None of the students of psychology or physiology whom i have consulted, could ever explain satisfactorily these phenomenon. They seem to have been unique although I was probably predisposed as I know that my brother experienced a similar trouble. The theory I have formulated is that the images were the result of a reflex action from the brain on the retina under great excitation.
They certainly were not hallucinations such as are produced in diseased and anguished minds, for in other respects I was normal and composed. To give an idea of my distress, suppose that I had witnessed a funeral or some such nerve-wracking spectacle. The, inevitably, in the stillness of night, a vivid picture of the scene would thrust itself before my eyes and persist despite all my efforts to banish it.
my explanation is correct, it should be possible to project on a
screen the image of any object one conceives and make it visible.
Such an advance would revolutionize all human relations. I am
convinced that this wonder can and will be accomplished in time to
come. I may add that I have devoted much thought to the solution of
As I performed these mental operations for the second or third time, in order to chase the appearances from my vision, the remedy gradually lost all its force. Then I instinctively commenced to make excursions beyond the limits of the small world of which I had knowledge, and I saw new scenes.
These were at first very blurred and indistinct, and would flit away when I tried to concentrate my attention upon them.
They gained in strength and distinctness and finally assumed the concreteness of real things. I soon discovered that my best comfort was attained if I simply went on in my vision further and further, getting new impressions all the time, and so I began to travel; of course, in my mind.
Every night, (and sometimes during the day), when alone, I would start on my journeys -- see new places, cities and countries; live there, meet people and make friendships and acquaintances and, however unbelievable, it is a fact that they were just as dear to me as those in actual life, and not a bit less intense in their manifestations. This I did constantly until I was about seventeen, when my thoughts turned seriously to invention.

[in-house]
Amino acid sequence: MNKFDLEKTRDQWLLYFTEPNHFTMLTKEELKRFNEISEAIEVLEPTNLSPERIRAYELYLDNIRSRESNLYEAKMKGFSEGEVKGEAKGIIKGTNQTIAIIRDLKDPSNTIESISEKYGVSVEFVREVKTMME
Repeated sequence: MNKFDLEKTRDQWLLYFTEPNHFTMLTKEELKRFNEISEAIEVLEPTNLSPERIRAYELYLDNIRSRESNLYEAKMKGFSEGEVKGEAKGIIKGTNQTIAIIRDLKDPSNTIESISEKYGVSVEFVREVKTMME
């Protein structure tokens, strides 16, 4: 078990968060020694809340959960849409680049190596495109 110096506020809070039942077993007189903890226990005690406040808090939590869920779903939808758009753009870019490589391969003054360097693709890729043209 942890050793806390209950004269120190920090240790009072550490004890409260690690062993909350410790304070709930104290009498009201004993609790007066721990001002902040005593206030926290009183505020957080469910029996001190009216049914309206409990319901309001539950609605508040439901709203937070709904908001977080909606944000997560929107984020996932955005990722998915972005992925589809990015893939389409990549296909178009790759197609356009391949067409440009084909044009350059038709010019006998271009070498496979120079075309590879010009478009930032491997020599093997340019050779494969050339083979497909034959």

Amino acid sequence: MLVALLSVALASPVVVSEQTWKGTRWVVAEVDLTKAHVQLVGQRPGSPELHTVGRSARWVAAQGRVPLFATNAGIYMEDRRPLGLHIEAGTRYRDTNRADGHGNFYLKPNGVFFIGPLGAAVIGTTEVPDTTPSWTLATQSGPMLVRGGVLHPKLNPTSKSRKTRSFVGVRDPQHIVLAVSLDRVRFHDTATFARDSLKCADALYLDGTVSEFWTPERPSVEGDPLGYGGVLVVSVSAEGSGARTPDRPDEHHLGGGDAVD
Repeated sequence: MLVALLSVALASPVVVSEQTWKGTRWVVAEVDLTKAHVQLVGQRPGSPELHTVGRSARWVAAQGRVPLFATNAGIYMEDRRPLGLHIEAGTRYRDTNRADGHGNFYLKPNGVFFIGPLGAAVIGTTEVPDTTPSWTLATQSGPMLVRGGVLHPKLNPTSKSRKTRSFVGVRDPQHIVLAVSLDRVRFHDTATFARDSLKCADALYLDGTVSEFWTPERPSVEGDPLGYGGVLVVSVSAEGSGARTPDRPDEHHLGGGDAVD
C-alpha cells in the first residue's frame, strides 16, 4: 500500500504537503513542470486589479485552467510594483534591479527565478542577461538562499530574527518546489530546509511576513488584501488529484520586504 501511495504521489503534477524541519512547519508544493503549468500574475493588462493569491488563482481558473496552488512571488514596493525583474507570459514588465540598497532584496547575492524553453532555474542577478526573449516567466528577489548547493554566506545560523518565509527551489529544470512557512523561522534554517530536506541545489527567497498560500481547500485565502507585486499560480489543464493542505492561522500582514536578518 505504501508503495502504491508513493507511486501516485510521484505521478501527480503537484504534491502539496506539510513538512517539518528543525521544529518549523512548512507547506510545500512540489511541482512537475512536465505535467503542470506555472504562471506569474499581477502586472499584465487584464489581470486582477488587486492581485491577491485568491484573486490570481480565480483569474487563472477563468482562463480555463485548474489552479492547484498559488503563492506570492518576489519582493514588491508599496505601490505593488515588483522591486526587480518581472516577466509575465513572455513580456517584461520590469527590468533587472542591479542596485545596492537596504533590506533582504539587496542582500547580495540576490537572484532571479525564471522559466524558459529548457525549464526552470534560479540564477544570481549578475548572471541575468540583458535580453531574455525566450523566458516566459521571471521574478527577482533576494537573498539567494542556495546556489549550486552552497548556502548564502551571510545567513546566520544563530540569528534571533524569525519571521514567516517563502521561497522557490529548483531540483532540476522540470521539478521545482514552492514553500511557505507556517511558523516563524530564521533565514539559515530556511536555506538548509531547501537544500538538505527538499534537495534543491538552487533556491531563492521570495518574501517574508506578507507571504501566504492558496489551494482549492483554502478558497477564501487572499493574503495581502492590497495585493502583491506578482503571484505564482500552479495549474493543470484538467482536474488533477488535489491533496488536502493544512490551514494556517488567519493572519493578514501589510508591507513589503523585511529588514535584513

Then I observed to
my delight that i could visualize with the greatest facility. I
needed no models, drawings or experiments. I could picture them all
as real in my mind. Thus I have been led unconsciously to evolve
what I consider a new method of materializing inventive concepts and
ideas, which is radially opposite to the purely experimental and is
in my opinion ever so much more expeditious and efficient.
My method is different. I do not rush into actual work.
When I get an idea, I start at once building it up in my imagination. I change the construction, make improvements and operate the device in my mind. It is absolutely immaterial to me whether I run my turbine in thought or test it in my shop. I even note if it is out of balance.
There is no difference whatever; the results are the same.
In this way I am able to rapidly develop and perfect a conception without touching anything.
When I have gone so far as to embody in the invention every possible improvement I can think of and see no fault anywhere, I put into concrete form this final product of my brain. Invariably my device works as I conceived that it should, and the experiment comes out exactly as I planned it. In twenty years there has not been a single exception.
Why should it be otherwise?
Engineering, electrical and mechanical, is
positive in results. There is scarcely a subject that cannot be
examined beforehand, from the available theoretical and practical
data. The carrying out into practice of a crude idea as is being
generally done, is, I hold, nothing but a waste of energy, money,
After a while this effort grew to be almost automatic and I gained great facility in connecting cause and effect. Soon I became aware, to my surprise, that every thought I conceived was suggested by an external impression. Not only this but all my actions were prompted in a similar way. In the course of time it became perfectly evident to me that I was merely an automation endowed with power of movement responding to the stimuli of the sense organs and thinking and acting accordingly.